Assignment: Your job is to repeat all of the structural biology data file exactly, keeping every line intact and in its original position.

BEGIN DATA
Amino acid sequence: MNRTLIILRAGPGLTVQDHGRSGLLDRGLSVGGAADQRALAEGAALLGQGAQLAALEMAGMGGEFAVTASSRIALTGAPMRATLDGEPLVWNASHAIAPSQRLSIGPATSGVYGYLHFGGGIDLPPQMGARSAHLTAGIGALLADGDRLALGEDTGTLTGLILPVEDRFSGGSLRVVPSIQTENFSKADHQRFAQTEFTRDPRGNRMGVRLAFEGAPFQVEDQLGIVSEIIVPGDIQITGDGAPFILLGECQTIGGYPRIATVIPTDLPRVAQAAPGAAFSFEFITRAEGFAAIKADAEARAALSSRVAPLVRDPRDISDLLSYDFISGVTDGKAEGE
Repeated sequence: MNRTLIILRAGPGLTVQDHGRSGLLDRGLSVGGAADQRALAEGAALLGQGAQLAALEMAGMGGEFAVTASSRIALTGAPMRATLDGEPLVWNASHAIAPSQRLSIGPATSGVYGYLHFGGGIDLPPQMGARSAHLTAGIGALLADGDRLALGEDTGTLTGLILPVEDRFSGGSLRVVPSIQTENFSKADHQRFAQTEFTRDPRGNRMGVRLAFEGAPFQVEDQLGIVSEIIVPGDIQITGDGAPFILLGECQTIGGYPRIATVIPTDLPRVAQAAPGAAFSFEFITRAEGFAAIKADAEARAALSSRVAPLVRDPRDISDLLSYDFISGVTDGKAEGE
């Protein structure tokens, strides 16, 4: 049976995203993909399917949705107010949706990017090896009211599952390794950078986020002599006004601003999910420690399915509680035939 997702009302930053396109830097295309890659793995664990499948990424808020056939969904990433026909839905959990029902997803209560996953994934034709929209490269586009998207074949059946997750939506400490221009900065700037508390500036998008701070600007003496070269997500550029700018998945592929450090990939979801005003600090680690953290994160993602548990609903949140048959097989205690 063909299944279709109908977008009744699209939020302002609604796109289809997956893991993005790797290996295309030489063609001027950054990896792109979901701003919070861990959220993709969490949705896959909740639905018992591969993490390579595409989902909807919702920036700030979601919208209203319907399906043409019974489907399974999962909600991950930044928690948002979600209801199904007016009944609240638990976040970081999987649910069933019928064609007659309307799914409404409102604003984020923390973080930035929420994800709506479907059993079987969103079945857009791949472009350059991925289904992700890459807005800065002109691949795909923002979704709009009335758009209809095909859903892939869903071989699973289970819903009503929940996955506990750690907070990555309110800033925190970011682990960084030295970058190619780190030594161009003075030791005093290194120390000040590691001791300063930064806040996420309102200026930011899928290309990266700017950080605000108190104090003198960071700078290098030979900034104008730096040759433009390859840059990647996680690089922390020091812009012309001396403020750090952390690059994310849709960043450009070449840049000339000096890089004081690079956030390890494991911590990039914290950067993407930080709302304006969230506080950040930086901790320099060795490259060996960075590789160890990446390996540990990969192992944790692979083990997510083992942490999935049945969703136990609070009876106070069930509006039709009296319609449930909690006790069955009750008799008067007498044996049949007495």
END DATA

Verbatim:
Amino acid sequence: MNRTLIILRAGPGLTVQDHGRSGLLDRGLSVGGAADQRALAEGAALLGQGAQLAALEMAGMGGEFAVTASSRIALTGAPMRATLDGEPLVWNASHAIAPSQRLSIGPATSGVYGYLHFGGGIDLPPQMGARSAHLTAGIGALLADGDRLALGEDTGTLTGLILPVEDRFSGGSLRVVPSIQTENFSKADHQRFAQTEFTRDPRGNRMGVRLAFEGAPFQVEDQLGIVSEIIVPGDIQITGDGAPFILLGECQTIGGYPRIATVIPTDLPRVAQAAPGAAFSFEFITRAEGFAAIKADAEARAALSSRVAPLVRDPRDISDLLSYDFISGVTDGKAEGE
Repeated sequence: MNRTLIILRAGPGLTVQDHGRSGLLDRGLSVGGAADQRALAEGAALLGQGAQLAALEMAGMGGEFAVTASSRIALTGAPMRATLDGEPLVWNASHAIAPSQRLSIGPATSGVYGYLHFGGGIDLPPQMGARSAHLTAGIGALLADGDRLALGEDTGTLTGLILPVEDRFSGGSLRVVPSIQTENFSKADHQRFAQTEFTRDPRGNRMGVRLAFEGAPFQVEDQLGIVSEIIVPGDIQITGDGAPFILLGECQTIGGYPRIATVIPTDLPRVAQAAPGAAFSFEFITRAEGFAAIKADAEARAALSSRVAPLVRDPRDISDLLSYDFISGVTDGKAEGE
């Protein structure tokens, strides 16, 4: 049976995203993909399917949705107010949706990017090896009211599952390794950078986020002599006004601003999910420690399915509680035939 997702009302930053396109830097295309890659793995664990499948990424808020056939969904990433026909839905959990029902997803209560996953994934034709929209490269586009998207074949059946997750939506400490221009900065700037508390500036998008701070600007003496070269997500550029700018998945592929450090990939979801005003600090680690953290994160993602548990609903949140048959097989205690 063909299944279709109908977008009744699209939020302002609604796109289809997956893991993005790797290996295309030489063609001027950054990896792109979901701003919070861990959220993709969490949705896959909740639905018992591969993490390579595409989902909807919702920036700030979601919208209203319907399906043409019974489907399974999962909600991950930044928690948002979600209801199904007016009944609240638990976040970081999987649910069933019928064609007659309307799914409404409102604003984020923390973080930035929420994800709506479907059993079987969103079945857009791949472009350059991925289904992700890459807005800065002109691949795909923002979704709009009335758009209809095909859903892939869903071989699973289970819903009503929940996955506990750690907070990555309110800033925190970011682990960084030295970058190619780190030594161009003075030791005093290194120390000040590691001791300063930064806040996420309102200026930011899928290309990266700017950080605000108190104090003198960071700078290098030979900034104008730096040759433009390859840059990647996680690089922390020091812009012309001396403020750090952390690059994310849709960043450009070449840049000339000096890089004081690079956030390890494991911590990039914290950067993407930080709302304006969230506080950040930086901790320099060795490259060996960075590789160890990446390996540990990969192992944790692979083990997510083992942490999935049945969703136990609070009876106070069930509006039709009296319609449930909690006790069955009750008799008067007498044996049949007495």